Angelica was picked up on April 16th at approximately 10:35AM by a
merchant vessel at position 13 16'01N, 6751 01W, treated for expo-
sure and taken to Willemstad, Curacao where she was taken to
the hospital.
The German Net reported that Spirit of Cologne was a red steel vessel
of about ten metres, powered by an eight-horsepower outboard, and
that it cleared out of Carriacou on April 1st.
Yachts are strongly urged to avoid the north coast of the Peninsula
de Paria where numerous violent attacks have occured.

New Coast Guard Base at English Harbour
Allison Douglas reports: On April 26th, Antigua & Barbuda Minister of
National Security Errol Cort and US Charge d'Affaires D. Brent Hardt
officially opened the new English Harbor Coast Guard facility at a cere-
mony officiated by Antigua & Barbuda Defense Force Commander,
Colonel Trevor Thomas. The newly constructed facility will enhance
Antigua's maritime security and counter drug capabilities. This facility,
built at a cost of more than US$500,000, will provide a strategic base on
the southern side of Antigua that will significantly decrease response
times to requests for assistance in the region as well as assisting in drug
interdiction efforts. The base is ideally placed to be able to provide
support for Antigua's annual Sailing Week.

Changes to Cruising Permits in Grenada
The Government of Grenada has reviewed fees for visiting yachts,
and in line with much of the Caribbean, the cruising permit fee is now
charged on a monthly rather than "one time" basis.
The monthly cruising permit fees are as follows:
Not exceeding 40 feet ECS50
Exceeding 40 feet but not exceeding 60 feet ECS75
Exceeding 60 feet but not exceeding 80 feet ECS100
Exceeding 80 feet ECS150
Complete months spent in boatyards are exempt from the above fees. MAYAG
has requested that the exemption also be applied to time spent in marina berths, as
well as proposing an amnesty period for yachts already in Grenada with an old
one time" cruising permit. MAYAG is awaiting confirmation from Customs on these
requests, and we will publish more information as soon as it is available.
Overall, the tax and fee structure for yachts in Grenada is still favourable. Yachts
in Transit pay only 2.5 percent duty on imported parts and supplies, and yacht ser-
vices including dockage and yard storage for foreign-flagged vessels are exempt
from VAT.
For more information e-mail MAYAG at mayagadmin2@gmail corn

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Karisko's Canoe en Route to Martinique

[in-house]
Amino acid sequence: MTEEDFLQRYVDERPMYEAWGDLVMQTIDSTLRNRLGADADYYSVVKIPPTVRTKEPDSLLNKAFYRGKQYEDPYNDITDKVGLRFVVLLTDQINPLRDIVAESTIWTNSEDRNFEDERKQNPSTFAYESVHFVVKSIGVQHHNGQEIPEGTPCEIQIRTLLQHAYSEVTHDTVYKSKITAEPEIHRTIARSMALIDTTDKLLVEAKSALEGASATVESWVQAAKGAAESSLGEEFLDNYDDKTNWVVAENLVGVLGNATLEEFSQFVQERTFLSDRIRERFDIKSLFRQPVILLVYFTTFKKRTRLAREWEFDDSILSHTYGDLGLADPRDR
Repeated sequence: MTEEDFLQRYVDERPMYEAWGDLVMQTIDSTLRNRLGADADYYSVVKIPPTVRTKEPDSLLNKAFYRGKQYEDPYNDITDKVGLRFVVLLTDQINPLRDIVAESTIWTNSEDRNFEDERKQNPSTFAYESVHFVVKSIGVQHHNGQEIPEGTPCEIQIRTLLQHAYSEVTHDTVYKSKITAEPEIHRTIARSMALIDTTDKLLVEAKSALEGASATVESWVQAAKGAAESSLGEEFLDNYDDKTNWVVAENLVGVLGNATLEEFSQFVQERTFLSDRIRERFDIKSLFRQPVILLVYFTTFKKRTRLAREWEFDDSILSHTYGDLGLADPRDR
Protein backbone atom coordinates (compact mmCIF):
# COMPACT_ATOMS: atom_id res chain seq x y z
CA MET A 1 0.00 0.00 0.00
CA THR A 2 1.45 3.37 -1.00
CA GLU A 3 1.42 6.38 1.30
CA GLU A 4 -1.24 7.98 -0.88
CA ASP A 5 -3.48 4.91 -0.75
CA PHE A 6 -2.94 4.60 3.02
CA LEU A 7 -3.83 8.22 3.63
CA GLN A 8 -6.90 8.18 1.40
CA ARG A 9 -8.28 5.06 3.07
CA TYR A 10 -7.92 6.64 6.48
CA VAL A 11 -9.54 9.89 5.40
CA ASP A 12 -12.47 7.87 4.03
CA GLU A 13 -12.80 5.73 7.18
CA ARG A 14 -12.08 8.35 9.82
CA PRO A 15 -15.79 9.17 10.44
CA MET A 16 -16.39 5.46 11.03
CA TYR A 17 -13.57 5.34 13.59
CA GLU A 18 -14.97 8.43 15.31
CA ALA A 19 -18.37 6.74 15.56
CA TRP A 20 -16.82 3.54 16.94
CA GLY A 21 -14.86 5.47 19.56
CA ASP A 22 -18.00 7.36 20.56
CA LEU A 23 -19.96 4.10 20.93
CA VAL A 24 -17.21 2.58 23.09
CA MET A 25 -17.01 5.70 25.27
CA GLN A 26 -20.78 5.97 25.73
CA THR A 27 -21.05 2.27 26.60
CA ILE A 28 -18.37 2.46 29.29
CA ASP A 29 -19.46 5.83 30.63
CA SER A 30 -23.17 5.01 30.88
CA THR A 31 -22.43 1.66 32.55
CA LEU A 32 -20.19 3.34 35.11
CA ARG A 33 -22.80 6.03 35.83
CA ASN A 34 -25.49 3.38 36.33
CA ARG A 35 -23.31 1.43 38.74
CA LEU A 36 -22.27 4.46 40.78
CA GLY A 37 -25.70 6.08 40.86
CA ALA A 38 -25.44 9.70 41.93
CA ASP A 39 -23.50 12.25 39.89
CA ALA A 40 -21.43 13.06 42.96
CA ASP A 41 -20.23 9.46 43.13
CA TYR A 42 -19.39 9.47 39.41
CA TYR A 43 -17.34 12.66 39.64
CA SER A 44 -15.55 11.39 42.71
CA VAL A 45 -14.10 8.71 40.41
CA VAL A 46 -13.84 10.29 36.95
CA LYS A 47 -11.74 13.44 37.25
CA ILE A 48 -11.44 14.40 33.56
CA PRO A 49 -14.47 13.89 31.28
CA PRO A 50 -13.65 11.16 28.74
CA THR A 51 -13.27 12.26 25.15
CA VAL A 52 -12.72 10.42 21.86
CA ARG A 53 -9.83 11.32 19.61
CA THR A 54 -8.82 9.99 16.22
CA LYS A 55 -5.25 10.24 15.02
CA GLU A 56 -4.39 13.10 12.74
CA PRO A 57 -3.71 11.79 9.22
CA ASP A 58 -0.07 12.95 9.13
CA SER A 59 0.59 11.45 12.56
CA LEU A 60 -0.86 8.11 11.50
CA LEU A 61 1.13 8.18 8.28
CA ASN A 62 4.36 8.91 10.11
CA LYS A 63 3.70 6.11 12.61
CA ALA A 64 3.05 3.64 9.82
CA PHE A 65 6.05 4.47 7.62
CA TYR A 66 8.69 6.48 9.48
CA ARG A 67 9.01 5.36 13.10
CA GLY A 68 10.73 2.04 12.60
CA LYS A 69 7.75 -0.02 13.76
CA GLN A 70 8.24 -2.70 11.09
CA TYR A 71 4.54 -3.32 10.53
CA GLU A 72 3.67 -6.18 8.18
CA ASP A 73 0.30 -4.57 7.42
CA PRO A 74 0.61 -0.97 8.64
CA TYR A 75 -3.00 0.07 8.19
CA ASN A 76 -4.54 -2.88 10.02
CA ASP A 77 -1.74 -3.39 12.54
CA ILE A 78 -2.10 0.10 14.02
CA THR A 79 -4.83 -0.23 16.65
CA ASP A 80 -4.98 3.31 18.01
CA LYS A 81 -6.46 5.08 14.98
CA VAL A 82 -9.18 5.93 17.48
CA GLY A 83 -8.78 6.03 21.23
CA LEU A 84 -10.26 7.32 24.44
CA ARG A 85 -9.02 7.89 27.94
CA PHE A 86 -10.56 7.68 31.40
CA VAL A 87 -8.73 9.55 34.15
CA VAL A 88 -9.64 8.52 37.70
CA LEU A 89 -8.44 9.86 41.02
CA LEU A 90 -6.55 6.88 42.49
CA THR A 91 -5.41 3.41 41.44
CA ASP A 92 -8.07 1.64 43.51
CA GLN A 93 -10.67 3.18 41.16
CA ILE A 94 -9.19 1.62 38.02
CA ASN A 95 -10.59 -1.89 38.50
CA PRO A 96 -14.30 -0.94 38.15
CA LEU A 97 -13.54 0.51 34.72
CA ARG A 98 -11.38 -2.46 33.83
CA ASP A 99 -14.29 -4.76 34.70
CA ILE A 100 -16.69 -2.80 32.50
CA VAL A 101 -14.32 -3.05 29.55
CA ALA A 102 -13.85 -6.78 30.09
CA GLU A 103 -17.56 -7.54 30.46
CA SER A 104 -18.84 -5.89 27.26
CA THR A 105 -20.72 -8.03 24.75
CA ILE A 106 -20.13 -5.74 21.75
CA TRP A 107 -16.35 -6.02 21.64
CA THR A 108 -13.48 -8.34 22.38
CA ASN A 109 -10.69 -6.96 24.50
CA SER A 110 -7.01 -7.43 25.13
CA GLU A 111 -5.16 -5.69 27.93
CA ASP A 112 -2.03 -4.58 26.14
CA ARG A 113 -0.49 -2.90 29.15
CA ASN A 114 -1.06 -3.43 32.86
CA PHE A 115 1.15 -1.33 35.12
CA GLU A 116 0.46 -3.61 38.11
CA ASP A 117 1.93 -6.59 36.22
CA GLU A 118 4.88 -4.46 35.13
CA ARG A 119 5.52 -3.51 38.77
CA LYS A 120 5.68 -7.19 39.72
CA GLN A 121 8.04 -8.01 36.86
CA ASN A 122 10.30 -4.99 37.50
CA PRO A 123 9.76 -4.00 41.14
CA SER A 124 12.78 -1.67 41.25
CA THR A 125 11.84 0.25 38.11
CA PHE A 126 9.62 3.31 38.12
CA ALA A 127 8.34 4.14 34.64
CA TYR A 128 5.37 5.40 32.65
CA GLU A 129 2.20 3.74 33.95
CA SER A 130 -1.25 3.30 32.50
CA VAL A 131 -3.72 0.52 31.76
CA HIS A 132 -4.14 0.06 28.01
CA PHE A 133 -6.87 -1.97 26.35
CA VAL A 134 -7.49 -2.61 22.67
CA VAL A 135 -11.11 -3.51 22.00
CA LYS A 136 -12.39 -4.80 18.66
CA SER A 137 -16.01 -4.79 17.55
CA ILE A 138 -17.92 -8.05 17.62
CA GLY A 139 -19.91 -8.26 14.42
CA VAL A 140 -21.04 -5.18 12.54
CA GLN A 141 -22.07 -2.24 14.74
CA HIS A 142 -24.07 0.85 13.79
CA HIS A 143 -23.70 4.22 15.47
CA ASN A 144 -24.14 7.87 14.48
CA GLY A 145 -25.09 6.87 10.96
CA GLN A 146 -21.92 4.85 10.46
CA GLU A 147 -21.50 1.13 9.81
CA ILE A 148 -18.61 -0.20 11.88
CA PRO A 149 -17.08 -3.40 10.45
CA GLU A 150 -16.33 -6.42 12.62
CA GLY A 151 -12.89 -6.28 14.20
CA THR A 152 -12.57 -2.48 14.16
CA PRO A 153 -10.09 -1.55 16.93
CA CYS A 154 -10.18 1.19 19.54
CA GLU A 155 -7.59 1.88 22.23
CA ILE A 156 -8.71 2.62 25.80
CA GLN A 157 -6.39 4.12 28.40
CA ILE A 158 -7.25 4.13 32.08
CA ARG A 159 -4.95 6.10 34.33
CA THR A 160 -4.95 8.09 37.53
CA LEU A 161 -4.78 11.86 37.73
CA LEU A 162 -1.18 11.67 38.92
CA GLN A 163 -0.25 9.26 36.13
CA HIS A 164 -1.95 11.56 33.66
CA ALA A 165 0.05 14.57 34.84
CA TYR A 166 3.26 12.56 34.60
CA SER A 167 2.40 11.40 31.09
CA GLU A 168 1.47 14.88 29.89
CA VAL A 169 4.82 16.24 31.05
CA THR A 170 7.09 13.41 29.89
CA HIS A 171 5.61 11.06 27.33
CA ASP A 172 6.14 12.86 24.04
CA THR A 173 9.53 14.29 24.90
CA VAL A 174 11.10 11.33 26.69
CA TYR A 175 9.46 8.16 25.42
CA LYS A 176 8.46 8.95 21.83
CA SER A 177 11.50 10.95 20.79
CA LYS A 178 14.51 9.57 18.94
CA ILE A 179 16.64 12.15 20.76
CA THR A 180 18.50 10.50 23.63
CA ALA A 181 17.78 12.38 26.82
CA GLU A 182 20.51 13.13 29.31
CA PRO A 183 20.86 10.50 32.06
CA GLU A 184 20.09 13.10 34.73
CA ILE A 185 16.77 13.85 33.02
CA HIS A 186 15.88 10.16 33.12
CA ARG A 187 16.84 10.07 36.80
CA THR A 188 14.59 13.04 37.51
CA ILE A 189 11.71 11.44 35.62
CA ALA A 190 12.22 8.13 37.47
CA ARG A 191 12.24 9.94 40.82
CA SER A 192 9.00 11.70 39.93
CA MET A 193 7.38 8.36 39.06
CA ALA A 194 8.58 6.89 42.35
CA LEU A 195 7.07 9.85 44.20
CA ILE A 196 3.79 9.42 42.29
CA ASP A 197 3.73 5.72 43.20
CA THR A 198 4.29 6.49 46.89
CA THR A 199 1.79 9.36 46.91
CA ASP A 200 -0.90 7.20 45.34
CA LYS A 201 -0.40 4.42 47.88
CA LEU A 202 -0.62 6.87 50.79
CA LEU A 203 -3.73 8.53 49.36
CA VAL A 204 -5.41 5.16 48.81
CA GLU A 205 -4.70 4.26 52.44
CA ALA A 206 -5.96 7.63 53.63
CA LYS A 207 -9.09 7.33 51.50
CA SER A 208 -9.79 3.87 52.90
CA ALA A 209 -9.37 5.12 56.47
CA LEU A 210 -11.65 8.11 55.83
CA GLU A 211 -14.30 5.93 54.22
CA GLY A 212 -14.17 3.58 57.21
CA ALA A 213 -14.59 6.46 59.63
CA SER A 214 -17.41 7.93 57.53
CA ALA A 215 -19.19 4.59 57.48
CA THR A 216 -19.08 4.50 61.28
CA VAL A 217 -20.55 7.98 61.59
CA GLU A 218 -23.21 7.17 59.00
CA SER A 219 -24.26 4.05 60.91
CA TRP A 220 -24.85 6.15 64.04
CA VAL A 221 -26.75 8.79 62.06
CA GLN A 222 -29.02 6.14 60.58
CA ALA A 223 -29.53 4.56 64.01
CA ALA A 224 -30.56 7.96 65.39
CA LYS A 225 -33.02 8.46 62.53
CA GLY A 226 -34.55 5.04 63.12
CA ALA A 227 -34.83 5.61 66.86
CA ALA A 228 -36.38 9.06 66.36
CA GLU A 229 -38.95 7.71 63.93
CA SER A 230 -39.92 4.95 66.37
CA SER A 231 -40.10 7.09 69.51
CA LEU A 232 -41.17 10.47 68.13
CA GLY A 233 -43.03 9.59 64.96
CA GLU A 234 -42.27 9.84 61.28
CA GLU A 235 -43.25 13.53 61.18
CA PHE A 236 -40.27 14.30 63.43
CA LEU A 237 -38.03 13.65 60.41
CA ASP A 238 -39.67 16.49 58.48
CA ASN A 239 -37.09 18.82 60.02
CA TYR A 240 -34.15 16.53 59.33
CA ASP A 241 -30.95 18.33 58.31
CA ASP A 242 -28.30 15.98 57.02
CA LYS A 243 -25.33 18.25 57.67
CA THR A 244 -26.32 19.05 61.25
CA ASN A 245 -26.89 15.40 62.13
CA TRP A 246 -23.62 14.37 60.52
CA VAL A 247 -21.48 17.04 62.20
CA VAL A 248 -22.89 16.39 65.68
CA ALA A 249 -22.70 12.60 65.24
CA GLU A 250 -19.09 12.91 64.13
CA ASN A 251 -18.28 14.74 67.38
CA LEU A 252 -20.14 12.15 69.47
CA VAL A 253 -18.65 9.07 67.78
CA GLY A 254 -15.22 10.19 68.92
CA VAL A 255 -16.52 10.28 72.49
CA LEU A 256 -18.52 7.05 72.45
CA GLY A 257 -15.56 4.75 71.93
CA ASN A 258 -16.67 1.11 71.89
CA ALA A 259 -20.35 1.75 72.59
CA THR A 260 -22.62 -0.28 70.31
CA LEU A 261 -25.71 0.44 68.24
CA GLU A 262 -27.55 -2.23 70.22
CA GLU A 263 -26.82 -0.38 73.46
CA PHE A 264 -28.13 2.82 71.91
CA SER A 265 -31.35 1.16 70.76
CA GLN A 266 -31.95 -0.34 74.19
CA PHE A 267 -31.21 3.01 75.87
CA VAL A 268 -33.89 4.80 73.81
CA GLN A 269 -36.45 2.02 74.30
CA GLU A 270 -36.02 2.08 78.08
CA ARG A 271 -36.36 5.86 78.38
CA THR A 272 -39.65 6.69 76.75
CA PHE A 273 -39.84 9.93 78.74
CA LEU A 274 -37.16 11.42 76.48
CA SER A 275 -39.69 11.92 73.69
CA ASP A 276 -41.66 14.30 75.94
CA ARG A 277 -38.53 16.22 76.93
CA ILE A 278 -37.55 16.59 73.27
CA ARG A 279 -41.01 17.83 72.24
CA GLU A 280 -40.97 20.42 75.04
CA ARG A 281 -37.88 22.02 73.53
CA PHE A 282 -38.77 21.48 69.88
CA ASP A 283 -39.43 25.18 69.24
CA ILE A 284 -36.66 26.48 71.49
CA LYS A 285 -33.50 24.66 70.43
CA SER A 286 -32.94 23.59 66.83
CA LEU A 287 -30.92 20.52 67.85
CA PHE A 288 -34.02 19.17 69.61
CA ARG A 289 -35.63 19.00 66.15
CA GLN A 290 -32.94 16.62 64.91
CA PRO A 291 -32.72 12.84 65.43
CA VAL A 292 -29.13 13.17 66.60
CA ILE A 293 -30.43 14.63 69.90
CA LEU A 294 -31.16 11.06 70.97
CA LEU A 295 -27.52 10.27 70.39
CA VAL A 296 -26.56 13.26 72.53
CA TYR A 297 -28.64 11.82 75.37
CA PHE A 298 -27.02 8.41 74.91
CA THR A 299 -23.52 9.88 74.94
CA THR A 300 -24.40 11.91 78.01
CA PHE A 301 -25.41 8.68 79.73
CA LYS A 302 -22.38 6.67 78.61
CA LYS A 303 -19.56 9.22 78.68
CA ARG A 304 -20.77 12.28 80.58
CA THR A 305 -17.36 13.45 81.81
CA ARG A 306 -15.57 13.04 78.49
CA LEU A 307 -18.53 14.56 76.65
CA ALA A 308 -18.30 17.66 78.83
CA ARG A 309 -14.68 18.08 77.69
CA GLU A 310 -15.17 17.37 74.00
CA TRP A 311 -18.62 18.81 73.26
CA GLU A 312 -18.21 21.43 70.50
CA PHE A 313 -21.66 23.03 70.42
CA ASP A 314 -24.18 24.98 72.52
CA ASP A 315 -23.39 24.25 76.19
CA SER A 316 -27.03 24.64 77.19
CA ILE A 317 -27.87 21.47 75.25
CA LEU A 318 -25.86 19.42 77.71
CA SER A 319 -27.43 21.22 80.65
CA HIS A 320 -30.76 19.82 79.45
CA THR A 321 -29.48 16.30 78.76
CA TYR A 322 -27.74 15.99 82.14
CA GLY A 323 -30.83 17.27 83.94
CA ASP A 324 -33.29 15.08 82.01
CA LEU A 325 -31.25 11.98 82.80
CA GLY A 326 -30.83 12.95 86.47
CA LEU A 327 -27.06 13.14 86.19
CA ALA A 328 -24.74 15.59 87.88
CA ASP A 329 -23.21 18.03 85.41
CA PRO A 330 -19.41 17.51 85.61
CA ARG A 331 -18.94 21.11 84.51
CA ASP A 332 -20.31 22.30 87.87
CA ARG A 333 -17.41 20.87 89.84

A replica of a Kalinago dugout canoe left Grenada on May 11th, making stops in
Union Island, Mustique, Bequia, St. Vincent and St. Lucia en route to Martinique. The
canoe is being paddled by a crew of 27 young women and men. The objective of
the journey of the Akayouman is a symbolic re-enactment of an ancient

Amerindian navigation route while linking the peoples of the Windward Islands. The
Karisko project aims especially to create conditions for the Martiniquan people to
re-connect with the Amerindian history and heritage of their island.
For more information visit www.karisko cor

New Yacht Jetty for Dominica, Input Wanted
Andrew Thorley reports: During the summer of 2010, a jetty to accommodate four
to six cruising yachts is to be constructed in Toucarie Bay, Dominica. The project is
being driven by the village council and the local community is involved at every
level. Toucarie is the most northern bay on the west coast of Dominica with protec-
tion as good as that in Prince Rupert Bay.
Continued on next page

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Continuedfrom previous page
We are looking to attract cruisers back into the bay (many here remember swim-
ming out to yachts as kids 30 years ago when this was a popular anchorage) and
want to ask the readers of Caribbean Compass for help. As always, money is tight,
|, but we are investing in buildings and services
to enhance your stay here and want to find
out what cruisers really need and want.
S We would appreciate receiving e-mails
describing what would attract you and what
Smay deter you, what services you would
S expect and what services would be a bonus.
And please don't hold back, we are open-
S minded to WiFi, beach showers, food outlets,
S live music, water supply, bread delivery and
any other ideas. Just remember everything
Sto CScosts money, and would you be willing
to pay?
Toucarie is a pretty bay with a couple of
S small beaches, a tiny local community, a few
rum shops" and some fabulous snorkelling
plus access to all of the northern sights on the
t Nature Isle.
We are excited about welcoming our yacht-